The planning commission gathered Monday to determine what the future of small cell antennas will look like in the town before more aggressive deployments in 2019.
(TNS) — The Mitchell, S.D., Planning Commission discussed Monday what the future for cellular coverage in the city will look like, expecting the growth of small cell and 5G technology in the future.
Just how many small boxes, new towers and antennas will need to be built or added is not yet clear, but the city's leaders would like to get their rules on the books before 5G technology really takes off, which could be as soon as next year.
"It's going to be a lot smaller antennas and a lot more of them more closely compacted," said Mitchell City Attorney Justin Johnson. "Probably one every couple of blocks to provide the density they'll need for this type of coverage."
Johnson has been involved with the drafting of a model ordinance with the South Dakota Municipal Attorneys' Association, which is an affiliate of the South Dakota Municipal League. During the Planning Commission's regular meeting Monday, Johnson presented a 17-page draft ordinance that would regulate permits for small cell wireless communication facilities, or SCFs, as they're known.
Generally, small cell technology uses smaller towers, small equipment and a shorter support pole than traditional, or macrocell towers. For example, SDN Communications, which has been assisting Verizon in the rollout of small cell technology in South Dakota, uses 32-foot poles. Using fiber cables to transmit the data, the new technology is geared toward improving data coverage in areas where there's large crowds, like the Corn Palace, or a geographic gap in services. But small cells enhance data within a very small area, — between 1,000 and 2,000 feet — compared to the miles and miles of a traditional cell phone tower. With 5G, phone calls will still generally transmitted via a macrocell tower.
In Kansas City, Missouri — an example used during the meeting — about 75,000 small cell towers would be needed to cover the entire city limits. Terry Johnson, the deputy public works director for Mitchell, estimated a similar translation for Mitchell would be about 700 towers. But city officials generally agreed Monday that Mitchell wouldn't require blanket coverage at the start, or that many towers.
"I don't know how many of these we're going to see in Mitchell," said Justin Johnson.
In September, the Federal Communications Commission passed an order that would make it easier for telecom companies to deploy the new technology by superseding state and local-level regulations by standardizing the fee structure cities can charge for reviewing projects and limiting the review period to 60 days for putting small cells on existing poles and 90 days on new structures. The FCC has said the rules are necessary to streamline the rules and the buildout for 5G services, but government bodies have challenged the order in court, arguing that their abilities to charge for access to public utility poles is restricted. Cities can charge up to $500 for an initial application fee for five small cells and then a $270 annual fee per cell for accessing the right of way.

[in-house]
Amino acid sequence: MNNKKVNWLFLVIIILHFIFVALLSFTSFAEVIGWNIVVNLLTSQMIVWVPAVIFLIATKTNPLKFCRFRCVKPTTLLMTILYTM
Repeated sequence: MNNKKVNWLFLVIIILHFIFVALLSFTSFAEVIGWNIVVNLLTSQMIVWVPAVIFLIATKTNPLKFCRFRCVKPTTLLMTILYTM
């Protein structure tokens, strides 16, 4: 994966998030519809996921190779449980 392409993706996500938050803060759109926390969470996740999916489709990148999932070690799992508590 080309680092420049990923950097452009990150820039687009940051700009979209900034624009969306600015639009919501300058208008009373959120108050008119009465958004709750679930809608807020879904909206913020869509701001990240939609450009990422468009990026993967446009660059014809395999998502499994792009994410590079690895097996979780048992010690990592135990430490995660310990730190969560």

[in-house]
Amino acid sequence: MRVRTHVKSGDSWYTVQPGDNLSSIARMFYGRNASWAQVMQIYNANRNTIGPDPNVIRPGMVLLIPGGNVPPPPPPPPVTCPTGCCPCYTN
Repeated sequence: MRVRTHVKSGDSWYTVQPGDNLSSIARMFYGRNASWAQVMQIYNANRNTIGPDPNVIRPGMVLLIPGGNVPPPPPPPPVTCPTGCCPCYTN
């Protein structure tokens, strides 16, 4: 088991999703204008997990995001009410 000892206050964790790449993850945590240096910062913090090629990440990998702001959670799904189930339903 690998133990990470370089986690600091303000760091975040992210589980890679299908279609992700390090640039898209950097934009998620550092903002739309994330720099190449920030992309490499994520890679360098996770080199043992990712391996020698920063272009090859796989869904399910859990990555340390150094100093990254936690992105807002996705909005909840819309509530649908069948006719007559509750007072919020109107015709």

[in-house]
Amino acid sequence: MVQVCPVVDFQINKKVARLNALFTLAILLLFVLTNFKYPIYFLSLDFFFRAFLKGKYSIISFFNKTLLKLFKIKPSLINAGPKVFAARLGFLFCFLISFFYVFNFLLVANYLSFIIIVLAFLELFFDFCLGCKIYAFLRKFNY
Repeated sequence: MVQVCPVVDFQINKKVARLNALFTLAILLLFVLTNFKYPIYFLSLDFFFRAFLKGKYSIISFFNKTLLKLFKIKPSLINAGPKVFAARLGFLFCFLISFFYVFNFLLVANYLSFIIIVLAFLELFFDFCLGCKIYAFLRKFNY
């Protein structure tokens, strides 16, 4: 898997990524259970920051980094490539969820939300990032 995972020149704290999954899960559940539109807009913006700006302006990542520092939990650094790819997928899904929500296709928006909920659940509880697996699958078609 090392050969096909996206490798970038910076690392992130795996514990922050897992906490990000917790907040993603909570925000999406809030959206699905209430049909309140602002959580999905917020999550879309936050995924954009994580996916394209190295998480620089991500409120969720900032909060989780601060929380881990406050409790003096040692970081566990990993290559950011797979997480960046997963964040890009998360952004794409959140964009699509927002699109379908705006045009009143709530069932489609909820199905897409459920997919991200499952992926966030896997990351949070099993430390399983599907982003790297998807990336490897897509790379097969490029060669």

"It put a lot of restrictions and road blocks into what a city can and cannot regulate," city attorney Johnson said.
An agreement would likely have to be worked out to use power poles in Mitchell, Terry Johnson said, because the city of Mitchell doesn't own all of the power poles in the city. A majority are owned by NorthWestern Energy, he said.
The rollout of 5G is about to take off in 2019 nationally. Phonemaker Samsung expects to have 5G phones next year, while Apple will likely wait until 2020 to sell a iPhone with 5G capabilities, The Washington Post reported earlier this month. SDN has already helped cities like Sioux Falls, Yankton, Brookings, Aberdeen and Sturgis prepare deploy some level of small cell technologies. With Mitchell having a small hub of telecommunications businesses, it's possible the city would be among the leaders in the state rollout.
The commission discussed a proposed ordinance to regulate small cell facilities. The units would have to meet the following rules: that each antenna is located inside an enclosure of no more than three cubic feet of volume and that the provider's equipment should not be larger than 28 cubic feet in volume. The facility would have to be mounted on a utility pole or structure no taller than 50 feet in height or be no more than 10 percent taller than other adjacent structures or substantially similar design. Applicants are also directed to follow a stealth design, to camouflage or conceal the small cell and to have it blend into the surroundings.
Generally, the applications would be treated like a building permit, but if an applicant couldn't meet location or design requirements of the ordinance, they could ask for a special review process. In Mitchell, under the proposal, the Planning Commission would hear that review.
In a presentation by the city attorney Johnson, some southern cities had the technology attached some existing wires on telecom poles. Commission Chairman Jay Larson said he was particularly concerned about the amount of weight the new technology could add to poles or wires and possible issues if an ice storm hits those wires.
"If they've already got a bunch of junk on them, and you hang a bunch more junk on them, that concerns me," Larson said. "Maybe I'm overthinking it, but I'm still concerned about it."
Justin Johnson added the FCC order is scheduled to take effect in January, so he would like to see the city of Mitchell enact an ordinance soon to have something on the books.
©2018 The Daily Republic (Mitchell, S.D.). Distributed by Tribune Content Agency, LLC.